Among Veterans Health Administration patients receiving buprenorphine for opioid use disorder (OUD), telehealth is associated with increased retention for both new and continuing patients, according to a study published in JAMA Network Open. Madeline C. Frost, PhD, and colleagues compared patient characteristics across receipt of different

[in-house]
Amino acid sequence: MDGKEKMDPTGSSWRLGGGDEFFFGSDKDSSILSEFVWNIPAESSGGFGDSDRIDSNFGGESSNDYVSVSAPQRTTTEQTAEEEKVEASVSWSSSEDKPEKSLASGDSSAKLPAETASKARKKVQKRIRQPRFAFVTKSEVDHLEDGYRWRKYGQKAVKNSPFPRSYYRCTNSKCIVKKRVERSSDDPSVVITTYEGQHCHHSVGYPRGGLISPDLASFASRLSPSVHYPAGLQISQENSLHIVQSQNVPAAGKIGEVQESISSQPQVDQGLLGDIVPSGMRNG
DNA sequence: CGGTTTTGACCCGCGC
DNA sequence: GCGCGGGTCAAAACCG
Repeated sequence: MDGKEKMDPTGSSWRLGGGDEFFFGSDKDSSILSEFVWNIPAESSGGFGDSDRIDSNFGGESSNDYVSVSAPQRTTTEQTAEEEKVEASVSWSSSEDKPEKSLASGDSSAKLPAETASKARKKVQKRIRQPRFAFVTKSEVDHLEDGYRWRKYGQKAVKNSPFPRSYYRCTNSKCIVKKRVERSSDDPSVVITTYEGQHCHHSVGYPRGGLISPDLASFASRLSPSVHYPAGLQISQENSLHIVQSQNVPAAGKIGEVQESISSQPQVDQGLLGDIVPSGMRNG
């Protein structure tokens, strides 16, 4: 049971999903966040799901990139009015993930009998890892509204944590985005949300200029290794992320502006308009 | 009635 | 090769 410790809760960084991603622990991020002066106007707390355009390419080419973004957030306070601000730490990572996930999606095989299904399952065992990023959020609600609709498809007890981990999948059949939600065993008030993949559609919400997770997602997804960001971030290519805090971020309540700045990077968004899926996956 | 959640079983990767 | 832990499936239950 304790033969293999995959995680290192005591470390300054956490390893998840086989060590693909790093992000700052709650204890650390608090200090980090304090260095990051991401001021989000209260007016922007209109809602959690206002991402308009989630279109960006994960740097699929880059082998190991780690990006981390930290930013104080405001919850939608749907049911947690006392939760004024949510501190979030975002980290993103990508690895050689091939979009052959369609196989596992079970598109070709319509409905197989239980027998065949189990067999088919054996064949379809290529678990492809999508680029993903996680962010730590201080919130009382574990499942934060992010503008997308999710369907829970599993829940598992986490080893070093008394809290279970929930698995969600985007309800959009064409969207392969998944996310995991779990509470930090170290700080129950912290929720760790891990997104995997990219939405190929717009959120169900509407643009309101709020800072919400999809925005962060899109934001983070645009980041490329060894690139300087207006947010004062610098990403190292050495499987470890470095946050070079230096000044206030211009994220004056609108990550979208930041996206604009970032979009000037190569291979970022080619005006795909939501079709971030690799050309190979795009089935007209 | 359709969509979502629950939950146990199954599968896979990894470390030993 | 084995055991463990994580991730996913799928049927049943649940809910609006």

treatment modalities (in-person vs telehealth; video vs telephone) for buprenorphine delivery to assess whether modality was associated with retention during the year following COVID-19-related policy changes. The analysis included 17,182 patients receiving buprenorphine for OUD. Patients who were younger, male, Black, Hispanic, or nonservice-connected or had specific mental health/ substance use comorbidities were less likely to receive any telehealth. Telehealth patients who were older, male, Black, non-service-connected, or experiencing homelessness and/or housing instability were less likely to have video visits. Compared with only in-person visits, retention was significantly higher for patients with telehealth regardless of initiation time (initiation in the year following COVID-19-related changes: adjusted OR [aOR], 1.31; initiation prior to COVID-19-related changes: aOR, 1.23). Among telehealth patients who initiated in the year following COVID-19, higher retention was seen for those with video visits versus only telephone (aOR, 1.47). “These findings suggest that discontinuing or reducing telephone access may disrupt treatment for many patients, particularly groups with access disparities such as Black patients and those experiencing homelessness,” Dr. Frost and colleagues wrote.